Even in the 1976 hit Do Anjaane, grandly fronted by Amitabh and Rekha, it is the woman who succumbs to the temptation of fame and money and slips out of the embrace of her honest, devoted husband, lured by his friend (Prem Chopra). Interestingly, she becomes an adulteress in the film by default and not through focus, because the friend helps her to realise her ambition of foraying into the glittering film world.
The film directed by Dulal Guha, can be credited for inducting a high level of complexity into the treatment of infidelity. For the first time, the heroine is portrayed in a strong negative light and not given any extenuating factors for her behaviour. Of course, by the end of the film, she moves to repentance for her guilt and to the honourable fold of marriage.
Two other films which beautifully ploughed this terra in the Seventies, Pati Patni Aur Woh and Griha Pravesh, centred on the straying husband, played incidentally by the talented Sanjeev Kumar in both cases. In both, the husband is drawn to a glamorous woman at his workplace, his secretary, and courses along with her some way, to return eventually to his wife. However, while the box-office hit Pati Patni Aur Woh was an outright comedy and treated the subject as such, Basu Bhattacharya’s Griha Pravesh got into the thick of a middle-class couple’s life in earnest and highlighted an important truth of marriage.
In a moment of epiphany, the betrayed wife (Sharmila) vocalises her realisation from her husband’s confession of attraction towards his secretary (Sarika). She says (not the exact words) ‘I became so immersed in executing all household duties perfectly, mainly cooking and bringing up my child that I forgot to groom myself, forgot that I had to also remain attractive to my husband’ – a thought that would surely resonate with many wives. She acts on the epiphany and asks her husband to invite his new love to their home. When he comes home with his secretary, he is shocked to see his wife’s transformation – in place of the carelessly-dressed housewife who flurried around without a care for her looks, was a beautiful, well-turned out woman. He can’t take his eyes off her.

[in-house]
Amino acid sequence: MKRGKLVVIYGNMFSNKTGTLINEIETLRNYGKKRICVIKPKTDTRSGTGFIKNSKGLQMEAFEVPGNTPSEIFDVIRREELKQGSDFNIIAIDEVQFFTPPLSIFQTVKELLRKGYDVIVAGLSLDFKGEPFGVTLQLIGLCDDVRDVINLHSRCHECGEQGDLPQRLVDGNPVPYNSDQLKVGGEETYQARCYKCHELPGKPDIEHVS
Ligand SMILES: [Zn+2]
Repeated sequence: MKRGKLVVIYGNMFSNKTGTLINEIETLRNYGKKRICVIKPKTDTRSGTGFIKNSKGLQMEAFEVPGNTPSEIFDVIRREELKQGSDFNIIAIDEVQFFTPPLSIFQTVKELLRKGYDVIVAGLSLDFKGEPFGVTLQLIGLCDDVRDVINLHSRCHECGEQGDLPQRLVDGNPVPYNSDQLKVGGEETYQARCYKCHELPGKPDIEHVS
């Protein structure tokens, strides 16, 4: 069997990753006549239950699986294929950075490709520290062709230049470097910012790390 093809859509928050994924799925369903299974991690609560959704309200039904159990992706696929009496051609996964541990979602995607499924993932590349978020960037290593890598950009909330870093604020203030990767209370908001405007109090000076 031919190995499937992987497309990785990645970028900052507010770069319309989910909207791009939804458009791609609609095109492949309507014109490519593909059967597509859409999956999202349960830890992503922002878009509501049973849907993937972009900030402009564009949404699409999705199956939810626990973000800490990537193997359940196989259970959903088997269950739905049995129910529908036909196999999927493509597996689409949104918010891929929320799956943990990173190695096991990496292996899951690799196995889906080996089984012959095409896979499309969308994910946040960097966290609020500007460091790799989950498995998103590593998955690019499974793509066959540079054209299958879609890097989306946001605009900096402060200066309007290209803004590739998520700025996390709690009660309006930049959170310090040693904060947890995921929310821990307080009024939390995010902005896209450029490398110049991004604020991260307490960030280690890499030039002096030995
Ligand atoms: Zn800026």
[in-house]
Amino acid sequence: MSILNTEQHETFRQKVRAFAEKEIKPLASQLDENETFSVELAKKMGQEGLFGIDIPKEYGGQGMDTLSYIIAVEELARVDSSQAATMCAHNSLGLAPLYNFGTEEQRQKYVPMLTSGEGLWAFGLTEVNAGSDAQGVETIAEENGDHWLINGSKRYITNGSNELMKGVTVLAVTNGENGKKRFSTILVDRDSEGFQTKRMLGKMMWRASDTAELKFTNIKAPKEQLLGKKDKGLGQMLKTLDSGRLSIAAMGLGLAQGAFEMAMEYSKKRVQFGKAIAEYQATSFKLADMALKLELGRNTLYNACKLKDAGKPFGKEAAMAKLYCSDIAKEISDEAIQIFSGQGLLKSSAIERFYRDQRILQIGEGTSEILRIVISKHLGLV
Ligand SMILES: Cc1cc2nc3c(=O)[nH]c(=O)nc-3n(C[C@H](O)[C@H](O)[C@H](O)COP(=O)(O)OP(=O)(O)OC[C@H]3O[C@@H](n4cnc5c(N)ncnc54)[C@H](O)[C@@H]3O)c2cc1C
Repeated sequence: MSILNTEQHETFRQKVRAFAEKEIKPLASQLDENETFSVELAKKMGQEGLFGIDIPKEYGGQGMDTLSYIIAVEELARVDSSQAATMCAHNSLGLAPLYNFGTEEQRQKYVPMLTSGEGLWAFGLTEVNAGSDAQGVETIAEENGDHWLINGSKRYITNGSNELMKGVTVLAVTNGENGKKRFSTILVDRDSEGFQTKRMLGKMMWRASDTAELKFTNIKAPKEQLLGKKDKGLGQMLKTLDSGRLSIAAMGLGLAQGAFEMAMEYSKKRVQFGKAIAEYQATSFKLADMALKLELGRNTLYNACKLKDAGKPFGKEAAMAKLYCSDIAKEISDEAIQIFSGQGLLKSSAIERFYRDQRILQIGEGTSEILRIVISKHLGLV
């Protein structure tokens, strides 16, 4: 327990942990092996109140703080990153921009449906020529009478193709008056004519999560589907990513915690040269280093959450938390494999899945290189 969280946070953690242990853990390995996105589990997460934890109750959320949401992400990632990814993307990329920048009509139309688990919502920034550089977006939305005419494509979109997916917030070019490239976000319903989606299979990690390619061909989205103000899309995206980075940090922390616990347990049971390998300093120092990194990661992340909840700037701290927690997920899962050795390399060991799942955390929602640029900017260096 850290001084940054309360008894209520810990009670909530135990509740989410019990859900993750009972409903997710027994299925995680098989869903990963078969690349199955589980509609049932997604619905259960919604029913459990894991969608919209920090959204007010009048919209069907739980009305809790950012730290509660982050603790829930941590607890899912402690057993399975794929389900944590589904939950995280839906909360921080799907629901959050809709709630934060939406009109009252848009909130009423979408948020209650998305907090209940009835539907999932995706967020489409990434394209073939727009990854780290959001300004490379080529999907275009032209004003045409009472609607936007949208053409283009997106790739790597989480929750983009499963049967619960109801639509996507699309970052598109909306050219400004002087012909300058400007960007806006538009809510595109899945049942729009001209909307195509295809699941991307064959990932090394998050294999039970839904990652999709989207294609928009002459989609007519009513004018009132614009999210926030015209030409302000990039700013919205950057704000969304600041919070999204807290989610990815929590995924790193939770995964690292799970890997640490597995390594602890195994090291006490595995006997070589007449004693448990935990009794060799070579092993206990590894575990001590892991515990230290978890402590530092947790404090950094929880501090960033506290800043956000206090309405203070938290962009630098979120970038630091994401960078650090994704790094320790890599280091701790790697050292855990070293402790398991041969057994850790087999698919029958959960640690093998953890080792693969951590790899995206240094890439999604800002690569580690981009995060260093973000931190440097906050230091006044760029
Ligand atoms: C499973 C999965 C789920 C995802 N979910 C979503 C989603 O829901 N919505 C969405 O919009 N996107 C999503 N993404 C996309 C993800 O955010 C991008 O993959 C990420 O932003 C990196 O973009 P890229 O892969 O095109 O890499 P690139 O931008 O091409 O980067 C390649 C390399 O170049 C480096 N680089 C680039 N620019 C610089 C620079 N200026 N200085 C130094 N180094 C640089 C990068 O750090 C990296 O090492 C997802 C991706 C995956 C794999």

Infidelity came into full bloom as a theme in the Eighties, with directors shedding all reservations and exploring the subject from different angles and the public lapping up these films avidly. Yash Chopra’s Silsila, building on rumours of real-life raas-leela between Amitabh and Rekha, and sizzling with their on-screen chemistry (who can forget the pictorisation of songs such as ‘Yeh kahan aagaye hum…’ or ‘Rang barse bheegey chunar wali…’) projected the infidelity theme full-on.
Even though the film’s beauty, power and appeal largely emanated from the adulterous couple’s passionate rendezvous, Silsila yet again reiterated the sacredness and strength of the institution of marriage. Like Gumraah and much before it Raj Kapoor’s Sangam, Silsila loudly decried an earlier romantic involvement as a just or acceptable reason to continue the liaison once one took the saat pheras with another partner, for whatever reason.
If one broke a marriage, one would only incur social censure and condemnation (remember Amitabh’s turbaned friend rebuking him for his outing with Rekha and reminding him of how they had all lauded him when he had married his late brother’s fiancée to save her honour?).